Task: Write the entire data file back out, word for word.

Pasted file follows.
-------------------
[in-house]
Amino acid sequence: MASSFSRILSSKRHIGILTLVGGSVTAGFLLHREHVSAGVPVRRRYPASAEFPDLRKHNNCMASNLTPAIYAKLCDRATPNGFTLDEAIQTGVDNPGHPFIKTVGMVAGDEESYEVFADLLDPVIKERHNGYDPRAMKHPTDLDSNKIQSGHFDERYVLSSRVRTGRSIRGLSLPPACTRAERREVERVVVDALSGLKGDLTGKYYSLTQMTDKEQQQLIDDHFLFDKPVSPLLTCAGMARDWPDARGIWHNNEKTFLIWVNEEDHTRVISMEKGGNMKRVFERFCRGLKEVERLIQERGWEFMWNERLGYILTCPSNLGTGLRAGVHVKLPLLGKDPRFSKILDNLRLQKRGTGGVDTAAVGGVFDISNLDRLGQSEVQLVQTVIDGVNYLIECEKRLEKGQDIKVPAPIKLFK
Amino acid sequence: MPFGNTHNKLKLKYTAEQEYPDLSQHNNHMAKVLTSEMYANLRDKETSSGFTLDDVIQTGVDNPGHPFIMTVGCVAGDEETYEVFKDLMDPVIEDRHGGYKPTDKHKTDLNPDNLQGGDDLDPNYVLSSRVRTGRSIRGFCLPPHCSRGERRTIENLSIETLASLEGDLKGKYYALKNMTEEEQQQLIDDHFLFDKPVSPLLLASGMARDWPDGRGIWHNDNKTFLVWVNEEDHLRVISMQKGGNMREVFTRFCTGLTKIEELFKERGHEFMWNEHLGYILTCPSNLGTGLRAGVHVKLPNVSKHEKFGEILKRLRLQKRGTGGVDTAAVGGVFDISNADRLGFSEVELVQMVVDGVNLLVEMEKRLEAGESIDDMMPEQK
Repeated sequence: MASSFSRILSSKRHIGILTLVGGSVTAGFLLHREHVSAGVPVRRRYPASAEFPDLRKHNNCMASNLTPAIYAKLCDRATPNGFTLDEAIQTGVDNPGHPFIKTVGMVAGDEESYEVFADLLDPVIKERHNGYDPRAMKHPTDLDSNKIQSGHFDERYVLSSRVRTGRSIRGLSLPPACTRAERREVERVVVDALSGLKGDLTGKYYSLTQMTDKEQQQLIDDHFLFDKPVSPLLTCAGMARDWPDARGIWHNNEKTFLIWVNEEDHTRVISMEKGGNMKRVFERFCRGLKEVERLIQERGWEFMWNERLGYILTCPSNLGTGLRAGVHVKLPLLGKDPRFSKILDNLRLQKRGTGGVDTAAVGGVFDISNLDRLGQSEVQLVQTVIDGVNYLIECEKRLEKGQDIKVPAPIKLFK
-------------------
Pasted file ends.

[in-house]
Amino acid sequence: MASSFSRILSSKRHIGILTLVGGSVTAGFLLHREHVSAGVPVRRRYPASAEFPDLRKHNNCMASNLTPAIYAKLCDRATPNGFTLDEAIQTGVDNPGHPFIKTVGMVAGDEESYEVFADLLDPVIKERHNGYDPRAMKHPTDLDSNKIQSGHFDERYVLSSRVRTGRSIRGLSLPPACTRAERREVERVVVDALSGLKGDLTGKYYSLTQMTDKEQQQLIDDHFLFDKPVSPLLTCAGMARDWPDARGIWHNNEKTFLIWVNEEDHTRVISMEKGGNMKRVFERFCRGLKEVERLIQERGWEFMWNERLGYILTCPSNLGTGLRAGVHVKLPLLGKDPRFSKILDNLRLQKRGTGGVDTAAVGGVFDISNLDRLGQSEVQLVQTVIDGVNYLIECEKRLEKGQDIKVPAPIKLFK
Amino acid sequence: MPFGNTHNKLKLKYTAEQEYPDLSQHNNHMAKVLTSEMYANLRDKETSSGFTLDDVIQTGVDNPGHPFIMTVGCVAGDEETYEVFKDLMDPVIEDRHGGYKPTDKHKTDLNPDNLQGGDDLDPNYVLSSRVRTGRSIRGFCLPPHCSRGERRTIENLSIETLASLEGDLKGKYYALKNMTEEEQQQLIDDHFLFDKPVSPLLLASGMARDWPDGRGIWHNDNKTFLVWVNEEDHLRVISMQKGGNMREVFTRFCTGLTKIEELFKERGHEFMWNEHLGYILTCPSNLGTGLRAGVHVKLPNVSKHEKFGEILKRLRLQKRGTGGVDTAAVGGVFDISNADRLGFSEVELVQMVVDGVNLLVEMEKRLEAGESIDDMMPEQK
Repeated sequence: MASSFSRILSSKRHIGILTLVGGSVTAGFLLHREHVSAGVPVRRRYPASAEFPDLRKHNNCMASNLTPAIYAKLCDRATPNGFTLDEAIQTGVDNPGHPFIKTVGMVAGDEESYEVFADLLDPVIKERHNGYDPRAMKHPTDLDSNKIQSGHFDERYVLSSRVRTGRSIRGLSLPPACTRAERREVERVVVDALSGLKGDLTGKYYSLTQMTDKEQQQLIDDHFLFDKPVSPLLTCAGMARDWPDARGIWHNNEKTFLIWVNEEDHTRVISMEKGGNMKRVFERFCRGLKEVERLIQERGWEFMWNERLGYILTCPSNLGTGLRAGVHVKLPLLGKDPRFSKILDNLRLQKRGTGGVDTAAVGGVFDISNLDRLGQSEVQLVQTVIDGVNYLIECEKRLEKGQDIKVPAPIKLFK